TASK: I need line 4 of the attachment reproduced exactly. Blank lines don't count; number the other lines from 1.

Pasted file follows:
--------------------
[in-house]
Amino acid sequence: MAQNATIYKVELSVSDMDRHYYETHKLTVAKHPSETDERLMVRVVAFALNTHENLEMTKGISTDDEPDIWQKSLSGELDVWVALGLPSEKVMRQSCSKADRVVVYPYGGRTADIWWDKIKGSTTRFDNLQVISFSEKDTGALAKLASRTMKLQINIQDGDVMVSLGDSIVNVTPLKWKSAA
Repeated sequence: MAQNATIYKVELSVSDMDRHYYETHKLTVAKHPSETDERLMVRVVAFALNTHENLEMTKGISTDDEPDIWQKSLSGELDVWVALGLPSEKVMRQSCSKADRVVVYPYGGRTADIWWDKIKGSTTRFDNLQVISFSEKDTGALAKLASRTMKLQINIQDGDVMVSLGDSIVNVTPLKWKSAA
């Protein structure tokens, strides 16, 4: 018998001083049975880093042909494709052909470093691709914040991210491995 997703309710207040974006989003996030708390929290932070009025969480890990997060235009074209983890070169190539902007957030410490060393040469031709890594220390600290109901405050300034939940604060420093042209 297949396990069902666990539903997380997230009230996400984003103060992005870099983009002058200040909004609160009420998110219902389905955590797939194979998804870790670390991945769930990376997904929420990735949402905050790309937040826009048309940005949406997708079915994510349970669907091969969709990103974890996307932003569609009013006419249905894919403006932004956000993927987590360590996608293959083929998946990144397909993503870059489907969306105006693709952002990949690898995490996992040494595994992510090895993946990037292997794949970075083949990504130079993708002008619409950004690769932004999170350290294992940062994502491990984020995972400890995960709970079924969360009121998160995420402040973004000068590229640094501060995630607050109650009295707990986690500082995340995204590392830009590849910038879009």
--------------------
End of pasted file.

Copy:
């Protein structure tokens, strides 16, 4: 018998001083049975880093042909494709052909470093691709914040991210491995 997703309710207040974006989003996030708390929290932070009025969480890990997060235009074209983890070169190539902007957030410490060393040469031709890594220390600290109901405050300034939940604060420093042209 297949396990069902666990539903997380997230009230996400984003103060992005870099983009002058200040909004609160009420998110219902389905955590797939194979998804870790670390991945769930990376997904929420990735949402905050790309937040826009048309940005949406997708079915994510349970669907091969969709990103974890996307932003569609009013006419249905894919403006932004956000993927987590360590996608293959083929998946990144397909993503870059489907969306105006693709952002990949690898995490996992040494595994992510090895993946990037292997794949970075083949990504130079993708002008619409950004690769932004999170350290294992940062994502491990984020995972400890995960709970079924969360009121998160995420402040973004000068590229640094501060995630607050109650009295707990986690500082995340995204590392830009590849910038879009």